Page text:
On Wednesday morning, all hope for a recovery in Europe was abandoned when industrial production numbers missed estimates in December.
Industrial production fell -2.1% in December on an M/M basis, according to Eurostat, confirming our suspicions that Germany was "suck in a recession," with limited signs of an economic rebound.
Eurozone industrial production plunged -4.1% in December on a Y/Y basis, now printing at its weakest level since 2012.
The disappointing news came as investors have been buying European equities hand over fist, essentially frontrunning an industrial recovery, that at this point, could be another example where central banks are forcing risk-taking at a time when many should be playing defensive names.
Though sentiment has improved in the region in the last several months because the European Central Bank (ECB) continues its unprecedented money printing to keep the stock market party alive.
However, no matter how much money the ECB throws at stocks and corporate bonds, industrial production remains in a severe slump, now two-years-old, with no rebound in sight.
Economists have spent the last several weeks revising down their forecasts for Eurozone economic growth in 1Q as the coronavirus shock in China could produce an even more significant downturn in Europe.
"European car manufacturers, in particular, are already warning of potential shortages of components due to factory shutdowns in China," said Jessica Hinds, an economist at Capital Economics. "So even if the virus is soon brought under control, eurozone industry is likely to remain in recession in at least the early part of this year."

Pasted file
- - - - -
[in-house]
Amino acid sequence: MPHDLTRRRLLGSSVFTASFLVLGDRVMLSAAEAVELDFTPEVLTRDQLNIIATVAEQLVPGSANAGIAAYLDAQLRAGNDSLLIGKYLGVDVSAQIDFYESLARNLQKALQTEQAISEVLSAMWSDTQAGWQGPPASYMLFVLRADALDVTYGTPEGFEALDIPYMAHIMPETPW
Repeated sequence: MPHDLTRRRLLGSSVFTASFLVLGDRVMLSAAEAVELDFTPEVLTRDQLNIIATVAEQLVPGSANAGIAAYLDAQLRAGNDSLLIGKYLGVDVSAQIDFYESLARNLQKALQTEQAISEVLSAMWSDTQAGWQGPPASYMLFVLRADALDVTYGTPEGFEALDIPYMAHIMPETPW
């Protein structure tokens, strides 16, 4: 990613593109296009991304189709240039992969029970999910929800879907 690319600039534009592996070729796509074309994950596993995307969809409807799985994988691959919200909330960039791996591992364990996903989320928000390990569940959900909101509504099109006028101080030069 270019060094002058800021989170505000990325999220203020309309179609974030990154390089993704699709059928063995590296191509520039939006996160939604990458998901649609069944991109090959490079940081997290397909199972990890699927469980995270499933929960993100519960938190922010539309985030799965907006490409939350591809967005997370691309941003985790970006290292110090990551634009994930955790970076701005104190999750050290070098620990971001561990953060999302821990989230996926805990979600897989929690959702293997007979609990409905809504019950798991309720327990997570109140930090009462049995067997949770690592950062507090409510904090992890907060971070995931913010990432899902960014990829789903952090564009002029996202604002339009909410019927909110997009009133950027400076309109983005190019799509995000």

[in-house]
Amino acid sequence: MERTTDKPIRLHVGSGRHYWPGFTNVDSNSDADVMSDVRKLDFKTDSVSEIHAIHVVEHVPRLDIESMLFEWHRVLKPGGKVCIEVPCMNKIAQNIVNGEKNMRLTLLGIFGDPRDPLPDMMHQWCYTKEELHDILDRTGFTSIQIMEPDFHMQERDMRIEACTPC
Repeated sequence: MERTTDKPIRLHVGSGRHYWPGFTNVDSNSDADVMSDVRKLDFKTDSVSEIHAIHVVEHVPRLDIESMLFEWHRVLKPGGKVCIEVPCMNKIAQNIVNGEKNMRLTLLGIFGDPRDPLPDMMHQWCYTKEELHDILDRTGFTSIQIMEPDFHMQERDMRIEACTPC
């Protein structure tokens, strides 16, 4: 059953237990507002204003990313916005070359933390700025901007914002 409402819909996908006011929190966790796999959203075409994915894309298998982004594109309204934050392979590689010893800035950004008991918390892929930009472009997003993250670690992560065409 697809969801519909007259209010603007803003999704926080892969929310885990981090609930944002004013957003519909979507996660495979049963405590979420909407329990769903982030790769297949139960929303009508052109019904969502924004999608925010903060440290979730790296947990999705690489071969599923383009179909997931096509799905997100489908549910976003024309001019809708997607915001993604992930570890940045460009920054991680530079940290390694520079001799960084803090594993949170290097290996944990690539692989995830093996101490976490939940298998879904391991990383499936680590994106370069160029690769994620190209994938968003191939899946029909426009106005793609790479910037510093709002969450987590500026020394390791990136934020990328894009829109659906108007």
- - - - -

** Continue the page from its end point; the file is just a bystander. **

The longer China's economy remains offline, the larger the shock will be in Europe and elsewhere.
"The longer it takes for production to resume, the higher the risks," said Jörg Krämer, chief economist at Commerzbank in Frankfurt.
Automobiles are Germany's largest export. The industrial slump could produce a negative print for 4Q19 GDP.
The challenges of the imploding automobile industry in Germany have spread across the Continent. Suppliers in other countries were also affected by the industrial slowdown.
"For most countries, Germany is the most important trading partner," said Carsten Brzeski, chief economist at ING Germany. "If it starts to slow down, other countries will feel it."
One of the most significant threats to Europe's economy is part shortages from China. This could effectively cause major production lines in Germany and across the Continent to shut down.
Also, Daimler sold 700,000 Mercedes-Benz cars in China last year, twice as many as it sold in the US. If two-thirds of China's economy remains frozen, and more than 400 million people are in quarantine, this could severely damage car sales.
Europe's industrial production downturn continued to accelerate in late 2019, but now, it could crash because of the virus shock seen in China.
What could possible go wrong for German stocks?